The walks are illustrated in Jack's unique style, with annotated sketch maps and delightful line drawings, making the routes accessible to all. They're just pyramids of stone, nothing to right home about, but they're part of our heritage and worthy of our patronage. The latter has the huge advantage that you can plan a route to suit your specific eccentricities, and you can escape the multitudes that walk the famous routes. Paul Hannon - Ilkley's world famous moor, including Lower Wharfedale and Washburn Valley. All that can be said about the cairn is the superb view north into Deepdale as you still have nearly 300 feet of ascent until you reach the wall and trig point that marks the summit of Whernside.
The walk is a geology lesson. See More We have a lot of helpful practical information and tips about this walk, covering everything from the best books and maps, to timing and weather, geting there, possible problems, whether you need a guide and where to find them, and useful websites. This too is followed as it fashions a lovely course through the village of Dent and on to Sedbergh, where it joins the Rawthey. Find out what you need to do before heading out into the hills and what to do in an emergency in. We can't guarantee the warmth of the sun, but we can just about cast-iron guarantee the warmth of the welcome to anyone who's come to enjoy our beautiful dales. Glaciation has had a profound effect, helping to chew up the landscape, and leaving the bare pavements and the delightful hummocks and dells that are one of the area's greatest visual delights.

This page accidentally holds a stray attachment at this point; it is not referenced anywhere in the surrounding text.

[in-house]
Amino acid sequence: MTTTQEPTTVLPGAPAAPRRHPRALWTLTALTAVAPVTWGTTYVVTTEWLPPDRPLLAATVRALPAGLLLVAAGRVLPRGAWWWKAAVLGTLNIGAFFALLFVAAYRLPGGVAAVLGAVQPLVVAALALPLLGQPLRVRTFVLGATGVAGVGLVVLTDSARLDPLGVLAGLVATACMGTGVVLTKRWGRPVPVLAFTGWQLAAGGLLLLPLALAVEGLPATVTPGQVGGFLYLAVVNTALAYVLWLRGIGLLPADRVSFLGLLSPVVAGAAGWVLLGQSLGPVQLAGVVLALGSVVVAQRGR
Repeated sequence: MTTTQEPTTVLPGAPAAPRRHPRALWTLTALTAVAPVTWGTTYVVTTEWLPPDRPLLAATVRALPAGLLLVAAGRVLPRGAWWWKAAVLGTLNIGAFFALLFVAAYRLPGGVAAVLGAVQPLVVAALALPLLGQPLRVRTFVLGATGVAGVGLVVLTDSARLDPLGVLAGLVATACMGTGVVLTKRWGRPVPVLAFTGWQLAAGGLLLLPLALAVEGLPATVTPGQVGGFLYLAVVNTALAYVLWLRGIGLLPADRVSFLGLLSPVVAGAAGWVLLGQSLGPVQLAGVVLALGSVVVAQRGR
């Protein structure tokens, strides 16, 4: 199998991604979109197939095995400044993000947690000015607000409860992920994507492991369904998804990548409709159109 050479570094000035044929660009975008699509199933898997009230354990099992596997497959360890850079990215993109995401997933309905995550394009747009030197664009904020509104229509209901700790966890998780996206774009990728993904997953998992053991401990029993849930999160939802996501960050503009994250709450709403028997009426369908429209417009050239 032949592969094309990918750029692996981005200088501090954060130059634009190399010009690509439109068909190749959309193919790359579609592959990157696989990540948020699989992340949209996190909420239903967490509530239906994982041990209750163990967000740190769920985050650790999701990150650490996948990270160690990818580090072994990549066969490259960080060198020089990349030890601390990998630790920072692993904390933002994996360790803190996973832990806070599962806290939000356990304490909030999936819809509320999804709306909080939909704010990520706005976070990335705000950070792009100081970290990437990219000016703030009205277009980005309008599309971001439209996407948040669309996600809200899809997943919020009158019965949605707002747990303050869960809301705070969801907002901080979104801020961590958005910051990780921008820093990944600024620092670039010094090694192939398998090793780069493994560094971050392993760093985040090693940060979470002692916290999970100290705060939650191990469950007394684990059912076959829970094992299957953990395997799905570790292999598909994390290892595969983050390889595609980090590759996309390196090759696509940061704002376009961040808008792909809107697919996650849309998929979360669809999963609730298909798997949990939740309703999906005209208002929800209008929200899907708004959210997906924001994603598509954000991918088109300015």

Cicerone says: In this guidebook, 43 circular walks, ranging from 3-mile strolls to full-day adventures are explored in the northern and eastern Dales. K Terry Marsh - This selection offers interest, regional variety and balance of routes in the Yorkshire Dales providing the best walks in the area. Reaching the lean-to at the top end, bear left into a small enclosure and go through a small gate on the left down to a line of stepping stones across the river. This sounds easier than it is as you will have covered around 4 miles in the process and, if its being raining recently, will have dodged a number of puddles and muddy areas. The third largest national park after the Lake District and Snowdonia, the Yorkshire Dales are based predominantly on rocks laid down in the Carboniferous period over 300 million years ago. In addition to the walks, there are places to visit - everything from candle workshops to a steam railway - points of interest to spot along the way and their own sections of the book to read while walking along.
They are written with personal reflections of my walks. From Pateley Bridge and Aysgarth in the East to Kirkby Stephen and Richmond in the north, including the Howgills, Ninnerdale, Swaledale and Mallerstang, the north and eastern regions of the Yorkshire Dales are full of wild, rugged fell tops carved by limestone crags, deep scooped-out dales with lonely farms far from villages, the ruins of medieval castles as well as the warm bustle of Dales villages and good pubs. This idyllic countryside provides the setting for these 30 delightful circular walks. This guide, produced in co-operation with the Ramblers and featuring Ordnance Survey mapping, is the perfect way to really appreciate the beautiful Yorkshire Dales. Like the Lake District, you can take any footpath on the excellent maps safe in the knowledge that it is almost impossible not to be delighted.